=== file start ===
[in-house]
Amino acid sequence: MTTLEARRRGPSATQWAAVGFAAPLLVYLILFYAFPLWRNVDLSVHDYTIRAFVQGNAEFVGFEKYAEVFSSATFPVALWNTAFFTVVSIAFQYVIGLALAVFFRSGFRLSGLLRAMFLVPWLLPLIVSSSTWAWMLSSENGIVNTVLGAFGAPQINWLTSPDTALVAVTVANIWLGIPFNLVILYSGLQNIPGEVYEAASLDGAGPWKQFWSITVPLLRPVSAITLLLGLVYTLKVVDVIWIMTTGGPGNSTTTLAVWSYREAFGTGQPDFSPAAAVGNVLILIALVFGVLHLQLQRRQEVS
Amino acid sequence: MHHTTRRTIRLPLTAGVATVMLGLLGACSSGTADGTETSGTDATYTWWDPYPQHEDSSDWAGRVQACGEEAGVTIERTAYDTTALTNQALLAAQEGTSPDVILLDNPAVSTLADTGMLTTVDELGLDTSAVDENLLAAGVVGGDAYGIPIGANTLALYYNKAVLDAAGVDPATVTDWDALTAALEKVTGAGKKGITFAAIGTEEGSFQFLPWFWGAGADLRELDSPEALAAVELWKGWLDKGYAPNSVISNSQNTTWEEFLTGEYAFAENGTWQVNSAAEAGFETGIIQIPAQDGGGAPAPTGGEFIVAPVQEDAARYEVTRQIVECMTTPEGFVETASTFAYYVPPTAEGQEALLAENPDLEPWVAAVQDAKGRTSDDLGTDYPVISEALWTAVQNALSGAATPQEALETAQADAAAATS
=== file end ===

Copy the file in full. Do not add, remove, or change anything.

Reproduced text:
[in-house]
Amino acid sequence: MTTLEARRRGPSATQWAAVGFAAPLLVYLILFYAFPLWRNVDLSVHDYTIRAFVQGNAEFVGFEKYAEVFSSATFPVALWNTAFFTVVSIAFQYVIGLALAVFFRSGFRLSGLLRAMFLVPWLLPLIVSSSTWAWMLSSENGIVNTVLGAFGAPQINWLTSPDTALVAVTVANIWLGIPFNLVILYSGLQNIPGEVYEAASLDGAGPWKQFWSITVPLLRPVSAITLLLGLVYTLKVVDVIWIMTTGGPGNSTTTLAVWSYREAFGTGQPDFSPAAAVGNVLILIALVFGVLHLQLQRRQEVS
Amino acid sequence: MHHTTRRTIRLPLTAGVATVMLGLLGACSSGTADGTETSGTDATYTWWDPYPQHEDSSDWAGRVQACGEEAGVTIERTAYDTTALTNQALLAAQEGTSPDVILLDNPAVSTLADTGMLTTVDELGLDTSAVDENLLAAGVVGGDAYGIPIGANTLALYYNKAVLDAAGVDPATVTDWDALTAALEKVTGAGKKGITFAAIGTEEGSFQFLPWFWGAGADLRELDSPEALAAVELWKGWLDKGYAPNSVISNSQNTTWEEFLTGEYAFAENGTWQVNSAAEAGFETGIIQIPAQDGGGAPAPTGGEFIVAPVQEDAARYEVTRQIVECMTTPEGFVETASTFAYYVPPTAEGQEALLAENPDLEPWVAAVQDAKGRTSDDLGTDYPVISEALWTAVQNALSGAATPQEALETAQADAAAATS